In its most recent ruling, the First Circuit agreed with the District Court that the court was required to analyze whether an undocumented “partnership-in-fact” existed that maintained the requisite control to impose liability on the funds. Sun Capital had formed a holding LLC1 to purchase Scott Brass, in which each Sun Capital fund individually had an ownership percentage below the 80% threshold for common control. The First Circuit applied the same analytical framework as the lower court had in 2016, but it determined that, while certain factors weighed in favor of a “partnership-in-fact” (e.g., the same two individuals controlled each fund’s general partner, and the funds pooled resources to identify, acquire and manage portfolio companies, and structure their investments), the preponderance of the factors tilted against the existence of the “partnership-in-fact” (e.g., a lack of intent to form a partnership, meaningfully different fund investors, disclaimers of partnership in the fund documents, separate tax returns and bank accounts, and a lack of parallel investments).
Implications for Private Equity Sponsors
Notably, the First Circuit did not alter its 2013 holding that the Sun Capital funds were engaged in a trade or business, which implies that either of the Sun Capital funds would have been held responsible for Scott Brass’s withdrawal liability had it held the requisite 80% ownership percentage for common control with the portfolio company. This leaves private equity sponsors to continue to grapple with the facts-and-circumstances “investment plus” test laid out by the First Circuit in its 2013 opinion. Under that doctrine, no one factor is dispositive in ascertaining whether a fund is engaged in a trade or business, though the First Circuit at that time focused much of its analysis on the economic impact of Sun Capital’s fee offset arrangements. In the court’s view, the fee offsets, which reduced fees the funds would otherwise have owed, gave the funds a meaningful economic benefit from the private equity sponsor’s management activities.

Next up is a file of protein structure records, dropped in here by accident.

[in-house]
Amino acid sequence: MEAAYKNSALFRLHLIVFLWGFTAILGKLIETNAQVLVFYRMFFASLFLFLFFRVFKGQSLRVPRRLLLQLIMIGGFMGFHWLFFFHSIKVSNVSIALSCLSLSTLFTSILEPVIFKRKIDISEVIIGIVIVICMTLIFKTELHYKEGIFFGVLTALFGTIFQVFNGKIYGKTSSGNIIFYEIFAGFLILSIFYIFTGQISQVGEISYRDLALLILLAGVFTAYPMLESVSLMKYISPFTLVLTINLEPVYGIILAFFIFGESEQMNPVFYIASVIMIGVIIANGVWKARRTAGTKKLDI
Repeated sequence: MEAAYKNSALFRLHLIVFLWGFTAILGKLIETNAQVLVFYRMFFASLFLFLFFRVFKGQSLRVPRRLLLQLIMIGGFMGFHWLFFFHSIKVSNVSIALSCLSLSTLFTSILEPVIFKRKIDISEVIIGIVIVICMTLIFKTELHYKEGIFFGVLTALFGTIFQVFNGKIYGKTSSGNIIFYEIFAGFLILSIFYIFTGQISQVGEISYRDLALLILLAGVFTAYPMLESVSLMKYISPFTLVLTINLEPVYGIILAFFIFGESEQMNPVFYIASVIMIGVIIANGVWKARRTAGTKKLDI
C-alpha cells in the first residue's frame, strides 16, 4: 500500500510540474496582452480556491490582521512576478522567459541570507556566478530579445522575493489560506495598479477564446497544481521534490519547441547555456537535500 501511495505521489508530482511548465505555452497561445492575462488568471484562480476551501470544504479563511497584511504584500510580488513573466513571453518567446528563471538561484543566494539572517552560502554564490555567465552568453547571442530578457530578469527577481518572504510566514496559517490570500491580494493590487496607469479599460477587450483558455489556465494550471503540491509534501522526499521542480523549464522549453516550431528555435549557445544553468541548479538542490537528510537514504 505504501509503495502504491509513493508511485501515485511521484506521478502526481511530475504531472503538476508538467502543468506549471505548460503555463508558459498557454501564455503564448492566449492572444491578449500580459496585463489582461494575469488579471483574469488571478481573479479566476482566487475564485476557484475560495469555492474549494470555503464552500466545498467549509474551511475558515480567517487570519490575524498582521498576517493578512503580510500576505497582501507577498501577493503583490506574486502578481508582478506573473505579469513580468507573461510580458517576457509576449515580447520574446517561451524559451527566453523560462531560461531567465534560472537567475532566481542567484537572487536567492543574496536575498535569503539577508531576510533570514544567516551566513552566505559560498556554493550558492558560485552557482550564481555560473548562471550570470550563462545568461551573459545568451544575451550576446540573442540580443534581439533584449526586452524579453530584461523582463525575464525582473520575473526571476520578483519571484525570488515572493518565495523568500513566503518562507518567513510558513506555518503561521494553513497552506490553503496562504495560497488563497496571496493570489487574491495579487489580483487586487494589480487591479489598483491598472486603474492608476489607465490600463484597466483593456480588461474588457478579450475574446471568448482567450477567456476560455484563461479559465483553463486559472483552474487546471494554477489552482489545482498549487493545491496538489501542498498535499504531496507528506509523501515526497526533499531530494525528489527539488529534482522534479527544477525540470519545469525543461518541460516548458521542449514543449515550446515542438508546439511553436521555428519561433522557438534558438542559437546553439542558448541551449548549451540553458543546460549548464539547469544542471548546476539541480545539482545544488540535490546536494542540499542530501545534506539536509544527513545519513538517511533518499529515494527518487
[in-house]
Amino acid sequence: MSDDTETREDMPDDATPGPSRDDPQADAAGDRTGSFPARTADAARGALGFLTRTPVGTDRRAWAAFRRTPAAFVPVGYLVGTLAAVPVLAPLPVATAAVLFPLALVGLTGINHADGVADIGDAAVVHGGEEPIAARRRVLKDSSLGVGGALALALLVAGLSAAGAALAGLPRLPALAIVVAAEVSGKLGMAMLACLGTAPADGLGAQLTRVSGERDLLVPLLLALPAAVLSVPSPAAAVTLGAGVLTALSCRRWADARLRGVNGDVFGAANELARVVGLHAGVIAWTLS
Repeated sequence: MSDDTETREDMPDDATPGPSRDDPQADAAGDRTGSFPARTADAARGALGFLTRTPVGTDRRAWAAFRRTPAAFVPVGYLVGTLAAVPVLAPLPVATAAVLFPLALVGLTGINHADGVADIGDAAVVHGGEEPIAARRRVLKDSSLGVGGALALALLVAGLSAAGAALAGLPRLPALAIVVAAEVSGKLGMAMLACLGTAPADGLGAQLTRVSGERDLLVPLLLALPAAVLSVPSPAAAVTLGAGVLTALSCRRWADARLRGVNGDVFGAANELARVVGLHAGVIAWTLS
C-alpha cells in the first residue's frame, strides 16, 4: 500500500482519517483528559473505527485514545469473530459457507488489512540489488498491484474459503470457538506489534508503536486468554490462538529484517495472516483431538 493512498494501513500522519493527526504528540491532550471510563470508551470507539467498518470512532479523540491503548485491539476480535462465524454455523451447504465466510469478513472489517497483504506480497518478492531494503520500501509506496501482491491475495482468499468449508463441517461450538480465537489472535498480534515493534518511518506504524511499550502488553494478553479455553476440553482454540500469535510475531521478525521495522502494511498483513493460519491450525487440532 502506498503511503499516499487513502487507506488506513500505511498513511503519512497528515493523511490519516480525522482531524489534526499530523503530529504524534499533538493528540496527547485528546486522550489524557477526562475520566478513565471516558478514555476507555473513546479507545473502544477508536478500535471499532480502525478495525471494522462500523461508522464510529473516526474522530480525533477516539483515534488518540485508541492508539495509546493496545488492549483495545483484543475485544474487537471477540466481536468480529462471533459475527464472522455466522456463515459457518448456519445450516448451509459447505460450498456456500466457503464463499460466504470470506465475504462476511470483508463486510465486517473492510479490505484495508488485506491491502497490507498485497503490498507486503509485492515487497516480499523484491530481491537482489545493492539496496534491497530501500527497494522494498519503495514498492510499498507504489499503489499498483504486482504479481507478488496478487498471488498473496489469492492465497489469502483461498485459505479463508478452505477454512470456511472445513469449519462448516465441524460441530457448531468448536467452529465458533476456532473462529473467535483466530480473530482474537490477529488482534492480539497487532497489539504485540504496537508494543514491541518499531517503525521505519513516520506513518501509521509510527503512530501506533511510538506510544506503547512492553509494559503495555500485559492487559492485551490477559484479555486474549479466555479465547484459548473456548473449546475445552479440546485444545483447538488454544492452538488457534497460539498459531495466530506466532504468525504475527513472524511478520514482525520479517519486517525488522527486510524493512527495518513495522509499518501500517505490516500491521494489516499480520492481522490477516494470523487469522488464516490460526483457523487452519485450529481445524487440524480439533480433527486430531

Further, by not modifying or overruling the “partnership-in-fact” doctrine applied by the lower court, the First Circuit’s recent decision leaves room for another court to weigh the “partnership-in-fact” factors differently and arrive at an alternative conclusion, as the lower court had. At this time, the First Circuit remains the highest court to have addressed these issues in the ERISA context.2
Thus, it remains the case that a private equity fund that acquires a controlling interest3 in a portfolio company could be held liable for the portfolio company’s unpaid pension-related liabilities. While the most recent case provides some comfort regarding investments made using separate funds with meaningfully different investors and investments, it does not eliminate the heightened risk that has persisted in recent years when a private equity fund (or several closely related funds) takes a concentrated ownership position in a company with an ERISA pension plan.